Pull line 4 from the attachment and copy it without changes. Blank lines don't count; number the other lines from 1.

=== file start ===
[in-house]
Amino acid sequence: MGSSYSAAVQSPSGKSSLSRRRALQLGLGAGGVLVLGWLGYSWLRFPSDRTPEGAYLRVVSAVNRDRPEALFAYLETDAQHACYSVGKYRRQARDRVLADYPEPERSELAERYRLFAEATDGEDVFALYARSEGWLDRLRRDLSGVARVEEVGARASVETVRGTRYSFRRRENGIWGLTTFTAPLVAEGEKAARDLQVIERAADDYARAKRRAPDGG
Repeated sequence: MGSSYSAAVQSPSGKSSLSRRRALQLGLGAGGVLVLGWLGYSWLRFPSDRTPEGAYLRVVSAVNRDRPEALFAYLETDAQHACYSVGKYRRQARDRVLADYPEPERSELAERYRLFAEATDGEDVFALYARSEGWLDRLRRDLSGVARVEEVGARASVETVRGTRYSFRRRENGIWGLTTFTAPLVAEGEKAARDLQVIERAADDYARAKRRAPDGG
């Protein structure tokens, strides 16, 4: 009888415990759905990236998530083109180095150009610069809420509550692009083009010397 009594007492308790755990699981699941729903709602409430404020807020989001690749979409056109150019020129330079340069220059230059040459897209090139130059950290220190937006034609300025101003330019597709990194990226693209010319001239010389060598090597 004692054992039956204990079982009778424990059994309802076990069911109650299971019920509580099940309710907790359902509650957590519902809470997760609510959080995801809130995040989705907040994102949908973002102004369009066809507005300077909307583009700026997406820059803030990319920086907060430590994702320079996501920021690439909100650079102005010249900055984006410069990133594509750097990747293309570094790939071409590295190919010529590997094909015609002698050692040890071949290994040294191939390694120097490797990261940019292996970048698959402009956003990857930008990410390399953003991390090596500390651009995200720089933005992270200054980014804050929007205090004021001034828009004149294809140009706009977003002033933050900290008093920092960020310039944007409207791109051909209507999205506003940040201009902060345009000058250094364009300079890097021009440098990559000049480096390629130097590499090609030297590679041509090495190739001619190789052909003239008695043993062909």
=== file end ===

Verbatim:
């Protein structure tokens, strides 16, 4: 009888415990759905990236998530083109180095150009610069809420509550692009083009010397 009594007492308790755990699981699941729903709602409430404020807020989001690749979409056109150019020129330079340069220059230059040459897209090139130059950290220190937006034609300025101003330019597709990194990226693209010319001239010389060598090597 004692054992039956204990079982009778424990059994309802076990069911109650299971019920509580099940309710907790359902509650957590519902809470997760609510959080995801809130995040989705907040994102949908973002102004369009066809507005300077909307583009700026997406820059803030990319920086907060430590994702320079996501920021690439909100650079102005010249900055984006410069990133594509750097990747293309570094790939071409590295190919010529590997094909015609002698050692040890071949290994040294191939390694120097490797990261940019292996970048698959402009956003990857930008990410390399953003991390090596500390651009995200720089933005992270200054980014804050929007205090004021001034828009004149294809140009706009977003002033933050900290008093920092960020310039944007409207791109051909209507999205506003940040201009902060345009000058250094364009300079890097021009440098990559000049480096390629130097590499090609030297590679041509090495190739001619190789052909003239008695043993062909």